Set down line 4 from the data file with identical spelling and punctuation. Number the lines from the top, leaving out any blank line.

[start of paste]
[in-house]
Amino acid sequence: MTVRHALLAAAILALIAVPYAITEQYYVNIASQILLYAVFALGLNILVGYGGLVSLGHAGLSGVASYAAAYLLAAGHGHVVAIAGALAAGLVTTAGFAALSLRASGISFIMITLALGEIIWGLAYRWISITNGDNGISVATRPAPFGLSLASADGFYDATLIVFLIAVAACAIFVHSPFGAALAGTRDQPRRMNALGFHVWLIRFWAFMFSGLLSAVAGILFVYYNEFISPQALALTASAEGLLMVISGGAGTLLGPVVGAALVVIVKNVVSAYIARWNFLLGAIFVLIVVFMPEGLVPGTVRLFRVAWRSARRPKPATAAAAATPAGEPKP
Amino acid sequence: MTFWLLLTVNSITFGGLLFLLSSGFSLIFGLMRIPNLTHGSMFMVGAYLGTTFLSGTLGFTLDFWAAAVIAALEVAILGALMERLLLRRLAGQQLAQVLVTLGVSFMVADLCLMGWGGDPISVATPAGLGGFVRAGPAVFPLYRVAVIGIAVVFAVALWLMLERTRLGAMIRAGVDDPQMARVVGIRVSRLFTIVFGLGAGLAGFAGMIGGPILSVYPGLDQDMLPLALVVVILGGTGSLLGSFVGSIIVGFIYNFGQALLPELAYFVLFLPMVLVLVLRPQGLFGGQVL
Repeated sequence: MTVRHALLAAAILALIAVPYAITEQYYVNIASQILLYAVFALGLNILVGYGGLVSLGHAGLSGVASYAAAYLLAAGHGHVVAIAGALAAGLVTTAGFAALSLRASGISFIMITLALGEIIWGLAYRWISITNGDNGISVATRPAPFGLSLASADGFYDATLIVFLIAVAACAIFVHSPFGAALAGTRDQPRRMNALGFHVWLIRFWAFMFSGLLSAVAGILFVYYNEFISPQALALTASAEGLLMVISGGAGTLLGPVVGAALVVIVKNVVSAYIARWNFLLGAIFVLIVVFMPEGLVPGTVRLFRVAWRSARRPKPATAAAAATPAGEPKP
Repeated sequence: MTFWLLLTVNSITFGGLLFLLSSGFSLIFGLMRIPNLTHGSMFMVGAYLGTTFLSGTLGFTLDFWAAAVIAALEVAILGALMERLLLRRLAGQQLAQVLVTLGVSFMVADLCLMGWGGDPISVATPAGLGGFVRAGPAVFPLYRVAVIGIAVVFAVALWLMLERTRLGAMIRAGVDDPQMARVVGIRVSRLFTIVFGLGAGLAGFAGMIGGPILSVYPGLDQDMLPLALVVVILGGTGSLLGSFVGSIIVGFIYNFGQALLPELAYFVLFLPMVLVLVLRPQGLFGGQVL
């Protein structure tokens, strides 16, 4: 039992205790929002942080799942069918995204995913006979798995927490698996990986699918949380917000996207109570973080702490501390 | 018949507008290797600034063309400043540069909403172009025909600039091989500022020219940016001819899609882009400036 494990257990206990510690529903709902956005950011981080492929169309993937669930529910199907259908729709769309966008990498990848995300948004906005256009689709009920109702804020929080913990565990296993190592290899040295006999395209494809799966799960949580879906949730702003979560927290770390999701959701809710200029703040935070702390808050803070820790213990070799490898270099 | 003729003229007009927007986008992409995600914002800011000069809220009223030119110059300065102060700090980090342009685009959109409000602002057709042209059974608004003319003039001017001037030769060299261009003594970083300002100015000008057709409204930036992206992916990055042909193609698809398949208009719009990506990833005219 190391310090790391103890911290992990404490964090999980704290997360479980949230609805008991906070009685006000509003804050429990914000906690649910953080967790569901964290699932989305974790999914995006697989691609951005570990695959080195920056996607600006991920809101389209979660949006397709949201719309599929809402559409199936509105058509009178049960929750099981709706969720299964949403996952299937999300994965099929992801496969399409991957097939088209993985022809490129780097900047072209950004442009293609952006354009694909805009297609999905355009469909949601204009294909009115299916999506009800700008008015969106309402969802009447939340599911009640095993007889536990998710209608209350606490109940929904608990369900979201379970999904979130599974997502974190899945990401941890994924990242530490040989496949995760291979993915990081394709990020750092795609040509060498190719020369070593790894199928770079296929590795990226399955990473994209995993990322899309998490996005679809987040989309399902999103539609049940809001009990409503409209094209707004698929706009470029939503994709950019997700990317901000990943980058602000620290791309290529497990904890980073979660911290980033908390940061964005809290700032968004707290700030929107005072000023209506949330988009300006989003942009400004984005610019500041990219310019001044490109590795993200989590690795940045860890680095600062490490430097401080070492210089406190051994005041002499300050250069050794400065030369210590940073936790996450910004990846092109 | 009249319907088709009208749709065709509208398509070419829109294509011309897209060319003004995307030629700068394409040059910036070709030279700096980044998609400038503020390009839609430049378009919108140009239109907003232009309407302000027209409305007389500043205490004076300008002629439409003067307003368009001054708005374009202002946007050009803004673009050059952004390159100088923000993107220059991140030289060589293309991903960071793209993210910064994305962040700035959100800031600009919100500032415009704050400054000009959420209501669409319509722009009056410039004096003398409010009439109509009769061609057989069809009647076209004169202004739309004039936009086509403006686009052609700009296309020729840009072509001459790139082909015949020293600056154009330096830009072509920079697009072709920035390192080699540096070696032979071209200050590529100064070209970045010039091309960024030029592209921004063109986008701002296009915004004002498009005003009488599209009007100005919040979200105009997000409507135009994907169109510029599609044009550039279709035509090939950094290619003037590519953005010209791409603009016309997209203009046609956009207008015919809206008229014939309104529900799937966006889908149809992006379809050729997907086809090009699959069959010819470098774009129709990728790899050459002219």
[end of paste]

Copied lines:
Repeated sequence: MTVRHALLAAAILALIAVPYAITEQYYVNIASQILLYAVFALGLNILVGYGGLVSLGHAGLSGVASYAAAYLLAAGHGHVVAIAGALAAGLVTTAGFAALSLRASGISFIMITLALGEIIWGLAYRWISITNGDNGISVATRPAPFGLSLASADGFYDATLIVFLIAVAACAIFVHSPFGAALAGTRDQPRRMNALGFHVWLIRFWAFMFSGLLSAVAGILFVYYNEFISPQALALTASAEGLLMVISGGAGTLLGPVVGAALVVIVKNVVSAYIARWNFLLGAIFVLIVVFMPEGLVPGTVRLFRVAWRSARRPKPATAAAAATPAGEPKP